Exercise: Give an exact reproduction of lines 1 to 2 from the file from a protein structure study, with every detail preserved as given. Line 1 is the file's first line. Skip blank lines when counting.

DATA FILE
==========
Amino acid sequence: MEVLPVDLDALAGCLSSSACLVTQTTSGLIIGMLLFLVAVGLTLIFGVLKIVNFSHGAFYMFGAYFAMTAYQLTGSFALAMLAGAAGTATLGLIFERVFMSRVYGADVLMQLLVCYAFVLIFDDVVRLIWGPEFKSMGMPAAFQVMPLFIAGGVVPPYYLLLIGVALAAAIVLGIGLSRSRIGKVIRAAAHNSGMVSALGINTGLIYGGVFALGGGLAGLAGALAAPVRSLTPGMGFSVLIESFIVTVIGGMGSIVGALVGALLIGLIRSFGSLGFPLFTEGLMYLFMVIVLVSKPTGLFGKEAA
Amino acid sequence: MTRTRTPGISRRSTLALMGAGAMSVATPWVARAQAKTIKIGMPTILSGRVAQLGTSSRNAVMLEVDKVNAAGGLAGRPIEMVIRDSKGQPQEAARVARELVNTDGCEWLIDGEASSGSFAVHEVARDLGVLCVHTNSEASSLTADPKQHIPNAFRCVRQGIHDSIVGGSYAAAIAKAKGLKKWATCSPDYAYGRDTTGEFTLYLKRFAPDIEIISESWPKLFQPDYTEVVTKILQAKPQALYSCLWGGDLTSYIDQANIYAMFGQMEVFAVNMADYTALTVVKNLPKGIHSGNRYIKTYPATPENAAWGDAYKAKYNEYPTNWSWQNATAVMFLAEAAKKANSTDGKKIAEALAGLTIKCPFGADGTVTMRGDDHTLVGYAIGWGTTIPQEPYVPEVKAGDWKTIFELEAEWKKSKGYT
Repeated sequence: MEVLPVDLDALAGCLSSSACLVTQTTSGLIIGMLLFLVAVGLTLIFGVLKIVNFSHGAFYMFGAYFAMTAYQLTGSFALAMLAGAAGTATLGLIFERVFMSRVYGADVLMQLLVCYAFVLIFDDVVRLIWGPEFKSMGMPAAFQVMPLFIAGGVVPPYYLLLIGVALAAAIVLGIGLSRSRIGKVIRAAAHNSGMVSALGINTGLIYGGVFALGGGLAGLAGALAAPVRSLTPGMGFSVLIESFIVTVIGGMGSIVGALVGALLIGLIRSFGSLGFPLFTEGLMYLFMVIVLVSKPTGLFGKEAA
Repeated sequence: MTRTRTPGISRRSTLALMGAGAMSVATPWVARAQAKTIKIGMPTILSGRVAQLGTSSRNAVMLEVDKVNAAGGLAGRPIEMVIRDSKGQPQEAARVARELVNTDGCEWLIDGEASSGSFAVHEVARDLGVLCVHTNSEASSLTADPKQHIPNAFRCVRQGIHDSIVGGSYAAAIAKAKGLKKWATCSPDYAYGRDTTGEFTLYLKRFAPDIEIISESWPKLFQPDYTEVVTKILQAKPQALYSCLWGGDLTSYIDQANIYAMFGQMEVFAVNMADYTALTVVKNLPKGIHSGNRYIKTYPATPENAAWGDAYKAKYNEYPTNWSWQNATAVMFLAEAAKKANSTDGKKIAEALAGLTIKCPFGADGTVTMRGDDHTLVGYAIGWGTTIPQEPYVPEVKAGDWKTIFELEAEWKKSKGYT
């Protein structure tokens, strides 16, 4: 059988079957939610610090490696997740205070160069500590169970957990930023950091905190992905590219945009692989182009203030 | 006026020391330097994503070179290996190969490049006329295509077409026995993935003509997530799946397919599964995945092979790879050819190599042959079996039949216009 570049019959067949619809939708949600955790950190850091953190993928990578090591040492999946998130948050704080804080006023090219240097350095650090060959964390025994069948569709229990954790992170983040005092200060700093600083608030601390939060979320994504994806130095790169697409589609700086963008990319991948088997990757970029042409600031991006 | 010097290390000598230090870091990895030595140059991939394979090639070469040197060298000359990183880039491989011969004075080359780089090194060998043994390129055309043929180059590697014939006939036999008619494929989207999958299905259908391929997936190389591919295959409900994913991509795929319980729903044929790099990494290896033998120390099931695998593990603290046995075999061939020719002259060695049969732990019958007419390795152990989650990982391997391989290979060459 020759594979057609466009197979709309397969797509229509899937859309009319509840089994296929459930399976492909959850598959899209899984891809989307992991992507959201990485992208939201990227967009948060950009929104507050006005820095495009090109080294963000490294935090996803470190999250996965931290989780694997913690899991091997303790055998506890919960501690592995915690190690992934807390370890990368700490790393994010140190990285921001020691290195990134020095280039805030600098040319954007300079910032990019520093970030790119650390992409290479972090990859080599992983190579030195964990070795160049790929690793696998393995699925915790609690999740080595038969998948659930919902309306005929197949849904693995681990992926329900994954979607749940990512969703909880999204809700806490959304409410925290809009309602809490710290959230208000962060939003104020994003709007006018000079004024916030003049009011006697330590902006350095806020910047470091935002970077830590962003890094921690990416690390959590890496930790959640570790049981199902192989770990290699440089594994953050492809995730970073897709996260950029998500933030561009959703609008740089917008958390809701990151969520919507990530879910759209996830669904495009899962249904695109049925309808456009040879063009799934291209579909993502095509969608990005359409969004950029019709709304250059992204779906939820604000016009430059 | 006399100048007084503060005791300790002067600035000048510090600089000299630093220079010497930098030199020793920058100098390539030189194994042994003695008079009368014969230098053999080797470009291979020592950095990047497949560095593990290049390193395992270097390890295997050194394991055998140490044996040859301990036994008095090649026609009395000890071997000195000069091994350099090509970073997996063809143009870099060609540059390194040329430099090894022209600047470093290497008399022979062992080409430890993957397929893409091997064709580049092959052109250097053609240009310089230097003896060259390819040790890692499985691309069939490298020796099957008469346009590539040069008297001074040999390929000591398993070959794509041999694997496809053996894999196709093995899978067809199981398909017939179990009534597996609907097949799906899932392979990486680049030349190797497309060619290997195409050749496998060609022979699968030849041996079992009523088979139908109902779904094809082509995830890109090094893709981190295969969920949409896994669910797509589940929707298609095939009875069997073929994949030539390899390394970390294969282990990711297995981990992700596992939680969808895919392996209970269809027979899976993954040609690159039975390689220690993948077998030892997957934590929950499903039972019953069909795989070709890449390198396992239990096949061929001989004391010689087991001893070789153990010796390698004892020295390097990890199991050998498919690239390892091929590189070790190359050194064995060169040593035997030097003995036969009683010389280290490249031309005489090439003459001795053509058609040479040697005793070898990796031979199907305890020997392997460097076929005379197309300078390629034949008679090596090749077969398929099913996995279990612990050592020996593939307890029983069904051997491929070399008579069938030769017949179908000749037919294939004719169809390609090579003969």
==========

Amino acid sequence: MEVLPVDLDALAGCLSSSACLVTQTTSGLIIGMLLFLVAVGLTLIFGVLKIVNFSHGAFYMFGAYFAMTAYQLTGSFALAMLAGAAGTATLGLIFERVFMSRVYGADVLMQLLVCYAFVLIFDDVVRLIWGPEFKSMGMPAAFQVMPLFIAGGVVPPYYLLLIGVALAAAIVLGIGLSRSRIGKVIRAAAHNSGMVSALGINTGLIYGGVFALGGGLAGLAGALAAPVRSLTPGMGFSVLIESFIVTVIGGMGSIVGALVGALLIGLIRSFGSLGFPLFTEGLMYLFMVIVLVSKPTGLFGKEAA
Amino acid sequence: MTRTRTPGISRRSTLALMGAGAMSVATPWVARAQAKTIKIGMPTILSGRVAQLGTSSRNAVMLEVDKVNAAGGLAGRPIEMVIRDSKGQPQEAARVARELVNTDGCEWLIDGEASSGSFAVHEVARDLGVLCVHTNSEASSLTADPKQHIPNAFRCVRQGIHDSIVGGSYAAAIAKAKGLKKWATCSPDYAYGRDTTGEFTLYLKRFAPDIEIISESWPKLFQPDYTEVVTKILQAKPQALYSCLWGGDLTSYIDQANIYAMFGQMEVFAVNMADYTALTVVKNLPKGIHSGNRYIKTYPATPENAAWGDAYKAKYNEYPTNWSWQNATAVMFLAEAAKKANSTDGKKIAEALAGLTIKCPFGADGTVTMRGDDHTLVGYAIGWGTTIPQEPYVPEVKAGDWKTIFELEAEWKKSKGYT